Knife blocks seem like a good idea. They keep your knives safely contained and look pretty cool on the countertop. I mean, anytime you can put a big block of wood in your home, you feel like you earn street cred just by looking at it. Often included as a value-add when you buy a set of knives, knife blocks come in all shapes and sizes, and are typically made of a single block of wood with angled slots just big enough for your knives to slide into.
But despite the convenience, and that fact they're solely meant to organize your knives, they're actually not that great. Here are three ways your knife block is doing more harm than good.
What You Should Get Instead?
A magnetic knife strip! Like the one pictured above! It's wood, so you still get that look you get with a knife block — just magnetic, well-reviewed, and just $13 (which means you can get a few if you have a lot of knives to store).
1. It's causing you to over-buy.
Most people acquire the knife block when they buy a set of knives. It seems like a good deal to get a set of 18 knifes — plus the block! — for half the price of buying them individually. But most kitchen pros find that you don't need that many knives to begin with, and you're left paying for extras that you'll never use or need.
See more: Never Buy a Set of Knives. Here's Why.
2. It's dulling your knives.
All knives get dull over time — it just happens. But if you run that blade over hard surfaces, like metal or a glass cutting board, you're speeding up the process. Well, the same thing happens when you slide your knife into a knife block. That sliding process, plus resting the blade on the inside of the slot, actually dulls the blade just as quickly as some of those other bad practices. In fact, Cook's Illustrated found that it can dull a blade after just 70 slides into the knife block — whereas a knife stored on a magnetic strip stays sharp after more than 200 uses.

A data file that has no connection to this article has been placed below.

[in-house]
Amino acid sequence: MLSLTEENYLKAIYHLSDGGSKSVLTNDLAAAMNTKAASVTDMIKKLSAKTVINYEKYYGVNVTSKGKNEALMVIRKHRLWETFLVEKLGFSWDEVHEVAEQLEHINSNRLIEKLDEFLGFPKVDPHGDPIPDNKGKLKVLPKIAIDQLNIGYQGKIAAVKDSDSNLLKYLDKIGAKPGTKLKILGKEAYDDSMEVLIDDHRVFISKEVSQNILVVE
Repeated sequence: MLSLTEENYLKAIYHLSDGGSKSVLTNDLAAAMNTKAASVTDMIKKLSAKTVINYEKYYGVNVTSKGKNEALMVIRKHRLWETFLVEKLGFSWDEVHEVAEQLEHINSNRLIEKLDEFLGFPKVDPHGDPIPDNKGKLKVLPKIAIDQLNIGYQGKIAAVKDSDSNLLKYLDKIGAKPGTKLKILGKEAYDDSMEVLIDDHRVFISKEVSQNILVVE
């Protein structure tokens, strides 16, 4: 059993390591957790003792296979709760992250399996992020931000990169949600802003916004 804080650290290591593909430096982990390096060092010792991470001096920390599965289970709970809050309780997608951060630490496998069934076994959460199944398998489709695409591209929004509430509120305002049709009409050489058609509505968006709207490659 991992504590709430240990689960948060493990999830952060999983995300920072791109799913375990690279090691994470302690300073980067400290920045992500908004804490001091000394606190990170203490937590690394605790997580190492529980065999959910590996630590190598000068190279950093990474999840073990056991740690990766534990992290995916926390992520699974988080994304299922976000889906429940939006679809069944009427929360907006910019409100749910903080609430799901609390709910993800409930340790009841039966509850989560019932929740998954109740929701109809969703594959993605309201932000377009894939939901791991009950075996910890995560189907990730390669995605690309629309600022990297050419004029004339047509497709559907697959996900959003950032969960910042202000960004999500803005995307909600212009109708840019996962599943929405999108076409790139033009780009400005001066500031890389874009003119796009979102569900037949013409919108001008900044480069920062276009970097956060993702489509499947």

3. It's full of germs.
Okay, so you own a knife block. Have you ever actually cleaned it? If not, beware: Those deep, dark crevices provide a great environment for bacteria and mildew to multiply. The National Sanitation Foundation found yeast and mold in household knife blocks in one study, which makes sense: Dust and debris can easily accumulate in a high-traffic spot like a countertop, and putting knives in there while still slightly wet makes it even worse. So every time your knife slides out of there, it's bringing the risk of contamination with it. If that doesn't convince you to ditch your knife block, at least clean it monthly: Shake out debris, then tackle the insides with a bottle brush and bleach solution and make sure it dries completely before you use it again.
Do you have a knife block? Do you stand by it no matter what?